I wouldn’t say that the beauty of the world is incomplete. I would say, rather, that we demand more of the world than it is capable of providing. The world cares nothing for how beautiful it is – when we find moments of sublime beauty and joy, demanding meaning in addition seems…. arrogant and foolish. It’s the fact that beauty and goodness are not guaranteed, are not owed to us, are not automatic,that makes them so precious, so worth cultivating.

    If the sound of wind was as beautiful and intricate as anything Mozart could write, why bother writing music at all? 

  • At

    Hmm… They already knew there was a Mozart.  They already had a conception of what the music was going to be like.  What’s more, they know that there’s more of that music.  (I have no idea how they know it’s not a standalone piece, seems to me they are just sure it isn’t.)

    So they already “know” what they are seeking.  They are just fitting what they find into their  perception of the world.  Maybe it was someone who wasn’t Mozart but was a good imitator.  Maybe they are forgeries done a hundred years after Mozart died.  Maybe it really is a standalone piece but the reason they feel it is incomplete is the same reason the composer dumped it – it isn’t as good as they think it is, they are just over the moon about it so they think it’s brilliant.  Mozart thought it was crap.

    To me beauty just is.  I don’t need to find a reason for it, I don’t even see it as incomplete.  I see a sunset that isn’t as wonderful as others I have seen, it is still wonderful.  I can see the red desert around Broken HIll and not think “It is incomplete, there are no palm trees”.  It is just as it is, and accept it for that.

    To me Wright is begging the question (in the old fashioned sense).  ” the proposition to be proven is assumed implicitly or explicitly in the premise”.  He’s started from the idea there’s a God, so to him there’s something incomplete and needs God to complete and explain it.  To me there isn’t and the idea that beauty is incomplete is just weird.   I can’t think of anything I need to postulate a God to explain.
    Why does beauty have to be “for” anything?  I think the various Just So stories of evolutionary psych give just as much of a reason if reason you need than the existence of God, and possible more of them and to me more sensible ones.

    So no… doesn’t work for me.  He’s assuming God exists then finding reasons to bolster his assumptions and I find it entirely unconvincing.

  • picklefactory

    I think a more interesting question would be: if you find that the beauty of the world is incomplete, and that this feeling waves its arms in the general direction of god, what brings you from this more deist point of view to Christianity?

  • Anonymous

    I can’t say I’ve ever experienced “beauty” or “joy” in the sense meant here, or by Lewis.

    On occasion I’ll find it rather amazing how something (say, a cell) works, but it’s not a transcendent feeling; there’s no sense of a greater whole I’m missing, just admiration for something so complex.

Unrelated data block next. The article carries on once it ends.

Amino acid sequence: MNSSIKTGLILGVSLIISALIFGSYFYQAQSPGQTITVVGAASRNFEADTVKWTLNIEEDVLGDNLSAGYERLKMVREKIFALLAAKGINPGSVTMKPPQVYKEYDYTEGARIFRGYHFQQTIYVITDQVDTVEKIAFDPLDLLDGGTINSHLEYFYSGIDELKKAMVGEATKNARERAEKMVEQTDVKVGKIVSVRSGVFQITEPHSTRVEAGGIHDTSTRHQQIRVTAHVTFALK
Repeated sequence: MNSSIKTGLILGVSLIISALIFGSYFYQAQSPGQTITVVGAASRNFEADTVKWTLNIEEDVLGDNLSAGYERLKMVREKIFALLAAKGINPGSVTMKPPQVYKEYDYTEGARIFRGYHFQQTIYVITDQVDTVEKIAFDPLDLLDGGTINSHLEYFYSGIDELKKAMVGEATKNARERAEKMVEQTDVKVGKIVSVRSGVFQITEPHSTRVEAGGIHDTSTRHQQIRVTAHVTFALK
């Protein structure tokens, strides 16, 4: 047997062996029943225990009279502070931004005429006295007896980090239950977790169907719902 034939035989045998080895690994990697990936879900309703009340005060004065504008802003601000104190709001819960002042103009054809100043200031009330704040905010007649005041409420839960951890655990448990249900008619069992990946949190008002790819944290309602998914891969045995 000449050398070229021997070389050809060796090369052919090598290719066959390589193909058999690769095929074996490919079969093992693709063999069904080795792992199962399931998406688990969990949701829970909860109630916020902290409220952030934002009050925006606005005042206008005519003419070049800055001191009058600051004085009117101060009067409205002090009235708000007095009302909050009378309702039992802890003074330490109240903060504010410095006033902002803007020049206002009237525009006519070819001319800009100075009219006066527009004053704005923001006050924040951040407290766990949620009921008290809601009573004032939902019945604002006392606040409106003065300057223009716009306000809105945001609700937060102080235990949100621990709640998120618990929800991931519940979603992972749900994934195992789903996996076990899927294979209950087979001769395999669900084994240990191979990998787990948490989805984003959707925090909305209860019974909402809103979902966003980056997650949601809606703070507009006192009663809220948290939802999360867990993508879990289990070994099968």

I understand that trying to grasp such a sensation when I have not experienced it myself is pretty pointless, but I do occasionally wonder what I’m missing out on by not undergoing such states of mind.

  • http://www.blogger.com/home?pli=1 Coleslaw

    I remember watching the first episode of the series Universe, and feeling a brief, visceral grasp of how truly enormous the universe is. Rather than having a sense of incompleteness, my reaction was thinking how we’re all alone here, and that’s scary.

  • Nathaniel

    Echoing a comment above, to believe that beauty necessitates god, is to assume that beauty comes from God in the first place. Let alone the difficulty in declaring why that means the Christian God is true, rather than the Muslim one, or the Hindu pantheon.

  • http://www.mccaughan.org.uk/g/ gjm

    No, I don’t generally find that the beauty of the world is “frustratingly incomplete” in the sort of way he describes. It’s frequently imperfect or not available in sufficient quantities, but those features don’t seem to me to point to anything Beyond. “Puzzlement about what beauty means” seems to me simply a confusion, like being puzzled about where music lives or what colour sex is.

    So, yeah, I’m inclined to think NTW’s analysis is “Simply Christian”, in the sense that I suspect Wright thinks beauty demands an explanation beyond itself mostly because there’s a Christian tradition of thinking that :-).

    (But I’m not certain that I know exactly what it is he’s writing *about*. I mean, there’s nothing in the paragraphs Fred’s quoted to indicate that he’s specifically describing a “fleeting glimpse of something transcendent”, and maybe the surrounding paragraphs show that he’s not really discussing beauty-in-general but some more specific *kind* of experience of beauty. In which case, what I said above may be irrelevant.)

  • http://stealingcommas.blogspot.com/ chris the cynic

    Whenever the idea of a transcendent experience is brought up I remember someone talking about an entirely secular one.  Well, “remember” is too strong a word.  I remember that it happened but all the details have fled.  I think it was mmy and I think it might have happened in a math class, but I’m very unsure on both of those points.  I remember thinking it was awesome, I think.